Joseph Tisiga's "Anthropomorphic Antler", 2009 (one of the RBC runner-ups)

Q: In his book, A Fair Country, Saul talks about a civilization’s ability to survive depends on its ability to describe itself.  Is First Nation art a victim of its own identity/history or is it this that gives it such power?

A: I don’t know if it would be right to say that it’s a victim. Identity and history are what give us orientation, then when we’re orientated, determining our direction is clearer. That manifests in how we make decisions and how/why we respond to the world as we do. This ultimately allows us to describe ourselves, unfortunately not everyone will enjoy it and not everyone knows what to do with it.

Q: Thomas Highway talks about Coyote, the trickster.  Is there a trickster in your art?

A: I’d say that the very nature of illusion created by an artist is the nature of the trickster. But I think that today we live in the trickster’s world, where we are saturated in illusion and absurdity. I don’t think it can be avoided, and though he manifests in so many ways I think we can invoke his different qualities. I like humor and uncertainty.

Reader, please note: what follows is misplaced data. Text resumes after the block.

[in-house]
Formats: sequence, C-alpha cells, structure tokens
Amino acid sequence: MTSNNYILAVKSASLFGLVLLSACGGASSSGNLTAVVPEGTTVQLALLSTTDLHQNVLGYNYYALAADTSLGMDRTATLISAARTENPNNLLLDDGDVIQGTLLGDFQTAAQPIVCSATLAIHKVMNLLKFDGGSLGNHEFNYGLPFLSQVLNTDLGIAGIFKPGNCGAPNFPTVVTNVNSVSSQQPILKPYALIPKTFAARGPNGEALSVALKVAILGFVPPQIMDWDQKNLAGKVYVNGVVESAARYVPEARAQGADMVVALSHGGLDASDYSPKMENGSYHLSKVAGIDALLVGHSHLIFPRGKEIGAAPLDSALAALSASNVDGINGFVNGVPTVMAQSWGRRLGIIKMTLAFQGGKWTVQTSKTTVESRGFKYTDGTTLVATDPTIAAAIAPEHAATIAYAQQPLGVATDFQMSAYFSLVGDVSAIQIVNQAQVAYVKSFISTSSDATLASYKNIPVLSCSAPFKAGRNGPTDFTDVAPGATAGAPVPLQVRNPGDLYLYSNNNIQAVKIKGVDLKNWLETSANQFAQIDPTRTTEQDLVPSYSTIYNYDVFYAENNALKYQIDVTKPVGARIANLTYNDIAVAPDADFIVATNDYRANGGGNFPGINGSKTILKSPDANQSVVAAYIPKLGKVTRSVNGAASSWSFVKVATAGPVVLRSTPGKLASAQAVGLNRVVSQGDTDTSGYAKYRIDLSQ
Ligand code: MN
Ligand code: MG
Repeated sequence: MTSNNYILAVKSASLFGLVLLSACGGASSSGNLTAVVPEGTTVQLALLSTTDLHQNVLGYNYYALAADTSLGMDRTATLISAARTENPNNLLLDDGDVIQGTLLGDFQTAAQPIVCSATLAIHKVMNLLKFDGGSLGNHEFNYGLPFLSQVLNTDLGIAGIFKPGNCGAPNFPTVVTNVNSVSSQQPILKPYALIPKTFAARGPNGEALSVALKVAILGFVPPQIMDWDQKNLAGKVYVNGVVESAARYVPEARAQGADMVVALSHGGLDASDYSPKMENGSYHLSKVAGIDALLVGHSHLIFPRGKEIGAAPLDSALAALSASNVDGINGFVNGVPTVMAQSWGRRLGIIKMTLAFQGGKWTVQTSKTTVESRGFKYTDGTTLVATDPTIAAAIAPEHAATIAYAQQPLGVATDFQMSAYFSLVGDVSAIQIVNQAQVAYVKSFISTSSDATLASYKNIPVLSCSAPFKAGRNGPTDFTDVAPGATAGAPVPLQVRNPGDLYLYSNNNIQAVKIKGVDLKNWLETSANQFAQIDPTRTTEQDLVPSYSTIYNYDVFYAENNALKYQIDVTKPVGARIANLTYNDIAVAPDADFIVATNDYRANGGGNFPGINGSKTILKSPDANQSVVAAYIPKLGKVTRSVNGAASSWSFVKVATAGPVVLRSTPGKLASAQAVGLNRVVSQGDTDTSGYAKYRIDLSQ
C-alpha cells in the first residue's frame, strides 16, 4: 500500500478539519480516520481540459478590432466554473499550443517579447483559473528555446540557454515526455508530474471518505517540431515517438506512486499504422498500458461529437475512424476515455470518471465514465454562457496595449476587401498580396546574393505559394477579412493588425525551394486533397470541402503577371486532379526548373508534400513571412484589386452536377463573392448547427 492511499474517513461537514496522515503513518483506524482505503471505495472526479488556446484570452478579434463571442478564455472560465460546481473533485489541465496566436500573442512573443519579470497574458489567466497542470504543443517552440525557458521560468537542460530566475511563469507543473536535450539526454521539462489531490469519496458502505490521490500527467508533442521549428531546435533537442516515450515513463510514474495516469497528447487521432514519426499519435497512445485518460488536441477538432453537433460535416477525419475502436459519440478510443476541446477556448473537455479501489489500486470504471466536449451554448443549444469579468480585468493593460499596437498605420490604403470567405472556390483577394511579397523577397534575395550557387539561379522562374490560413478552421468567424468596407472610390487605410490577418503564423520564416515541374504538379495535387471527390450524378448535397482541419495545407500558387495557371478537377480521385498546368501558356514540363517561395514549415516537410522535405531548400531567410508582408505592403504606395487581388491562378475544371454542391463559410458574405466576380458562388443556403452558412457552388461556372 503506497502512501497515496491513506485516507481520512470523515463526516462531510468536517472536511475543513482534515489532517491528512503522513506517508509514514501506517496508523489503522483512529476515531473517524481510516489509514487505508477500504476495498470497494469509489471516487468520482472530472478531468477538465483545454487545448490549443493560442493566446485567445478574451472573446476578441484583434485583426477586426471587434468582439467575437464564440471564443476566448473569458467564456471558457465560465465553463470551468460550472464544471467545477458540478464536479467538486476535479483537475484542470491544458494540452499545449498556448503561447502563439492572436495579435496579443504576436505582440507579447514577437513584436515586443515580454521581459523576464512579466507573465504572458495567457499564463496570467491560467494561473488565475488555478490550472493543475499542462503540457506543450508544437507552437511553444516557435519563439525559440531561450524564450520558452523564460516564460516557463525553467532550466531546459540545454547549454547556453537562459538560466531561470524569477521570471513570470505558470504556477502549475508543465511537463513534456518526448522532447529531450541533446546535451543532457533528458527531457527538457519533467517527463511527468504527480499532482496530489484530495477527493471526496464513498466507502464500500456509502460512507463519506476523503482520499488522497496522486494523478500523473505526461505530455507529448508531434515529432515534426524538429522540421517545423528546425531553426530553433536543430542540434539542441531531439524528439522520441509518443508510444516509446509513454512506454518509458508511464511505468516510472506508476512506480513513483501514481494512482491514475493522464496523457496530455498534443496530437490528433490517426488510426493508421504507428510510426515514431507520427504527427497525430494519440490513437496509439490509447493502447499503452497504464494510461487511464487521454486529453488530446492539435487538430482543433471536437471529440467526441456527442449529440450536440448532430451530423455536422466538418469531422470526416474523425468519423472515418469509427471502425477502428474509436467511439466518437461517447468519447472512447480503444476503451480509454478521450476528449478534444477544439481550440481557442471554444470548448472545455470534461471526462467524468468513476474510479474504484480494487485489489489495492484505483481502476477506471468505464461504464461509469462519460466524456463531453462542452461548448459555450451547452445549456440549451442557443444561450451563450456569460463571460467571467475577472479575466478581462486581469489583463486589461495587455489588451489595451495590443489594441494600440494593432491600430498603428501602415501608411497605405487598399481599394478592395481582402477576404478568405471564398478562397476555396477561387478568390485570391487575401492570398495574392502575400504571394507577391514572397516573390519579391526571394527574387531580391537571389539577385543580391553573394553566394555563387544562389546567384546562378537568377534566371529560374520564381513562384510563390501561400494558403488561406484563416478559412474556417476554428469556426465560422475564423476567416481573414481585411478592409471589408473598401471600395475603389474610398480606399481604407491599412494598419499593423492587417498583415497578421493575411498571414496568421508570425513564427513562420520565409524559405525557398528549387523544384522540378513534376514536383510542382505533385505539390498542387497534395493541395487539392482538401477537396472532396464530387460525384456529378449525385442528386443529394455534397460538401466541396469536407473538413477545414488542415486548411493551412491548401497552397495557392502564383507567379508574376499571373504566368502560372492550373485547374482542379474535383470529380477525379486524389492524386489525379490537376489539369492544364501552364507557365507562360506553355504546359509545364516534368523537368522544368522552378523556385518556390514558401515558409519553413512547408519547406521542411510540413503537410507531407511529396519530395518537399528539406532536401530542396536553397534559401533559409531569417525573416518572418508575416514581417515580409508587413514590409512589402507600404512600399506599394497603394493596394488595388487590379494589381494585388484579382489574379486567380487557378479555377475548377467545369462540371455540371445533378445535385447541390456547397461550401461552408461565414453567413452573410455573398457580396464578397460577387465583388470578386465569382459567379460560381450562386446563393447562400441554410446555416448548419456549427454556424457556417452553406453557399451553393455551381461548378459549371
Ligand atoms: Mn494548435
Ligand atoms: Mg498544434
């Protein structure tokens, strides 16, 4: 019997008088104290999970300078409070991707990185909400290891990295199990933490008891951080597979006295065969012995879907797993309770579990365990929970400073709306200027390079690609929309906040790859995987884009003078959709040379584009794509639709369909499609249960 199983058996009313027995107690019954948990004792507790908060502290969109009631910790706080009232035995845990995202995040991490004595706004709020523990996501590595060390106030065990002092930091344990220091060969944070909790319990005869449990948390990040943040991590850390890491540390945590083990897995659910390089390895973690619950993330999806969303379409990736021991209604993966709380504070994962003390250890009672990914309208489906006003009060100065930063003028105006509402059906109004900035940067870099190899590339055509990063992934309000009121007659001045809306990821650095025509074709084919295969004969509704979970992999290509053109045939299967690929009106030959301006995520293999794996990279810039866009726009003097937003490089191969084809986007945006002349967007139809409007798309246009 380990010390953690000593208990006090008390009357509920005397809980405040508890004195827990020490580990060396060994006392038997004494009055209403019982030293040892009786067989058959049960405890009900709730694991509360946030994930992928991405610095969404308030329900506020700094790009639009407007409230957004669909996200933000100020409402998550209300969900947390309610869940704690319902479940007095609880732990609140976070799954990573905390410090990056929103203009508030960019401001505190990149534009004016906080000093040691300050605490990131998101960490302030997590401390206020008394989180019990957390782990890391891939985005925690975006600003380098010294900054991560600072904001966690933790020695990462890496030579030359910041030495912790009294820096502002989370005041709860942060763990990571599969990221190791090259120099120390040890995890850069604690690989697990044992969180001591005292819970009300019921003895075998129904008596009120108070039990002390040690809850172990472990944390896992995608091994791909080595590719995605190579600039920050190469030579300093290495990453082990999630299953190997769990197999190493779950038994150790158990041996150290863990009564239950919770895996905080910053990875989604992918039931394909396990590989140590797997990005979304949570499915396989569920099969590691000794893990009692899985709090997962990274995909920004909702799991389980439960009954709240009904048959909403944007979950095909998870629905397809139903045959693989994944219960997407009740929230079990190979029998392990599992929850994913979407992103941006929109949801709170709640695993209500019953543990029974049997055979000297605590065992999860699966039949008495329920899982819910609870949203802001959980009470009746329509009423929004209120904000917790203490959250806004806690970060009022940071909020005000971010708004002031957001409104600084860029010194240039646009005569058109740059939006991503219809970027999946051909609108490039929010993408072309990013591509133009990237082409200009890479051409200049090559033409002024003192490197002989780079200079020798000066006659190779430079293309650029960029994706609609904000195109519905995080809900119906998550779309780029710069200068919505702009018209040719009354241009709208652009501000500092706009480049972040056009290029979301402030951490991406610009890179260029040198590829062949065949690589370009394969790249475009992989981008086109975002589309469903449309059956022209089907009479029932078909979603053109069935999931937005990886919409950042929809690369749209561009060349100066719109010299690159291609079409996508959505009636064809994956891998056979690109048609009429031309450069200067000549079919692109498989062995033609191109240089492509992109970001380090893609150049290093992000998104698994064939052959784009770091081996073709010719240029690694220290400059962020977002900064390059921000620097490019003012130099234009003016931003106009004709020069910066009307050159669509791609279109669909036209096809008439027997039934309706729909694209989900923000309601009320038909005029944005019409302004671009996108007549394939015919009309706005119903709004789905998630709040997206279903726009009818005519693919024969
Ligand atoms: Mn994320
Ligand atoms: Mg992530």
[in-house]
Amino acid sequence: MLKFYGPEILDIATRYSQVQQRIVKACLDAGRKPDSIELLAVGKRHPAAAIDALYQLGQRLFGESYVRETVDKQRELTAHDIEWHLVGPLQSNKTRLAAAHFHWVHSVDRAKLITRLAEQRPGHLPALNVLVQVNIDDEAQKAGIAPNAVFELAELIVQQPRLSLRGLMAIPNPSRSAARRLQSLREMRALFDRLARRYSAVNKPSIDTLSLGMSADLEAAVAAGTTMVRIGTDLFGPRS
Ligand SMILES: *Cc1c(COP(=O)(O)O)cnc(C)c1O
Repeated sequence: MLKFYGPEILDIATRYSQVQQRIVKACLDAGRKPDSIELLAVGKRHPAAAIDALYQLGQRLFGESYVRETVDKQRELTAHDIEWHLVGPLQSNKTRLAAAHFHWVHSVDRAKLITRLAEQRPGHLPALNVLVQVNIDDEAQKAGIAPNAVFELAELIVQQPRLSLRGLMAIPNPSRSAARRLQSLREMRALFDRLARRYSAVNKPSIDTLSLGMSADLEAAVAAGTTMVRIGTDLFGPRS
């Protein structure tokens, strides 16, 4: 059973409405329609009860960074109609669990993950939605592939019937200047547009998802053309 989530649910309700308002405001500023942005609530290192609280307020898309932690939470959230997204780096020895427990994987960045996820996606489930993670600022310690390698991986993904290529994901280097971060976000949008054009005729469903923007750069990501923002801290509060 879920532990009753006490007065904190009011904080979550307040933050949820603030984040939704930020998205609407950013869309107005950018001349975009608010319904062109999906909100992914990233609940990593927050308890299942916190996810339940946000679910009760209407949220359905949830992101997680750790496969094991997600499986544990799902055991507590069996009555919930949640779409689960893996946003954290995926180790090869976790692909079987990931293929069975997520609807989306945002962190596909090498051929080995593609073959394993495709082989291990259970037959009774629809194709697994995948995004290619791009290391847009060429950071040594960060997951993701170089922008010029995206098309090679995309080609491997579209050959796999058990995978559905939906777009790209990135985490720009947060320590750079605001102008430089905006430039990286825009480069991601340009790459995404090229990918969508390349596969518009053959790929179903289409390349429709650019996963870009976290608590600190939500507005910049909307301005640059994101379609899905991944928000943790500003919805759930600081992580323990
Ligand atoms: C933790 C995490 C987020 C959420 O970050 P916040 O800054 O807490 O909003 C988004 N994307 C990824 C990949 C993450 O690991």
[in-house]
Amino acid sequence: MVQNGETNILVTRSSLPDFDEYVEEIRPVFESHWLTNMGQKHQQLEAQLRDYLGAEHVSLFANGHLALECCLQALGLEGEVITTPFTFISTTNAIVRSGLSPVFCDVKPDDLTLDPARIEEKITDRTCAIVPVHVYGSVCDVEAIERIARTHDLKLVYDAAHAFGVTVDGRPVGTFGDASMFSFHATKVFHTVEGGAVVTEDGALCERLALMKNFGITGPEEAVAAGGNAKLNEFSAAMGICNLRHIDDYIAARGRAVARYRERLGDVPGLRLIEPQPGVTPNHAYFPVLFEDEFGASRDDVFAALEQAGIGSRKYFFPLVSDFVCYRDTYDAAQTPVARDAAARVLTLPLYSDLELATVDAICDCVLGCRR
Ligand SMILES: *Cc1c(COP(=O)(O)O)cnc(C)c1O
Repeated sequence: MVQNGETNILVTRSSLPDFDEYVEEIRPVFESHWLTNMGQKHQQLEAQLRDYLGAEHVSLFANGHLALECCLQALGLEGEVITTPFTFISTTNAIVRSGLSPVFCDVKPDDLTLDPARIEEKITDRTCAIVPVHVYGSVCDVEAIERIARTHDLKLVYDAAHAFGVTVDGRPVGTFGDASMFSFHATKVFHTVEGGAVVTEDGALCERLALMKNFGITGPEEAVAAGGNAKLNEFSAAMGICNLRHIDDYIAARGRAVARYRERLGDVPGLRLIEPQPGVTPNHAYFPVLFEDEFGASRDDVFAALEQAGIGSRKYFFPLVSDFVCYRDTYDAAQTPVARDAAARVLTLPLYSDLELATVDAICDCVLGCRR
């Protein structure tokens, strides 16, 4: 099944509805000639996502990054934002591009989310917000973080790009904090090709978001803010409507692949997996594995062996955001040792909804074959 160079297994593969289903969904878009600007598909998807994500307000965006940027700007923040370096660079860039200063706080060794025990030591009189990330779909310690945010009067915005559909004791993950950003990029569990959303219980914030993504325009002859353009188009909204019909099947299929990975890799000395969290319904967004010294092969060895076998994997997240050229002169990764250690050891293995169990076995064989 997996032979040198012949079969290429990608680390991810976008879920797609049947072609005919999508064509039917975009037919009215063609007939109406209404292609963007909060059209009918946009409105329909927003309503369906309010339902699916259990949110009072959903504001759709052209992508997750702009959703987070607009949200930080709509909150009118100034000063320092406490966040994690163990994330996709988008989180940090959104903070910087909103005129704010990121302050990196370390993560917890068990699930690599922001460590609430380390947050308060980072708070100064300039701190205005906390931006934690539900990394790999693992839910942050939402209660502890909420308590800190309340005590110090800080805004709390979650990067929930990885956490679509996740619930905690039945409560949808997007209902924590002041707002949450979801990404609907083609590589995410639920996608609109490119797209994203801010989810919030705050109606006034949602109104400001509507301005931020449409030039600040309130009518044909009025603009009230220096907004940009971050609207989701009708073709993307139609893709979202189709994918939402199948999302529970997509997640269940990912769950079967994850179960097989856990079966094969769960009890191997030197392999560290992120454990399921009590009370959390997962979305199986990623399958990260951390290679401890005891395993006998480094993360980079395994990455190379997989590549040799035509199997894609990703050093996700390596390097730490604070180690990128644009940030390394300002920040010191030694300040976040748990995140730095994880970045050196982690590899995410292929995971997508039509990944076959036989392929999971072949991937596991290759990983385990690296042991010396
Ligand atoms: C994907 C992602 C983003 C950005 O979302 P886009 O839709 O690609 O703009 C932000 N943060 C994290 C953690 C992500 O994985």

Q: Kent Monkman made an interesting comment concerning abstract art’s exclusion on First Nations’ artists in its denial of “storytelling”.   Your thoughts on this?

A: Not knowing the context in which the comment was made, it occurs to me that it may depend on the definition of storytelling we’re considering. It also seems to me that anything can be abstract if you don’t know what it is, it’s still “something”, consequently it must exist within some kind of context or story. It can be denied and the conversation ends there, but I don’t think this can reasonably exclude a culture from participating in the act of making art abstractly. I don’t think there are really any steadfast rules to making any form of art, and should an individual feel excluded for any reason, it may be their responsibility to consider why. Not that I’m saying exclusion doesn’t exist, but that it is ultimately illusionary and can be challenged.

Q: If you could use only two words to describe your art, what would they be?

A: Two words is difficult but I guess I’d say absurd and uncertain.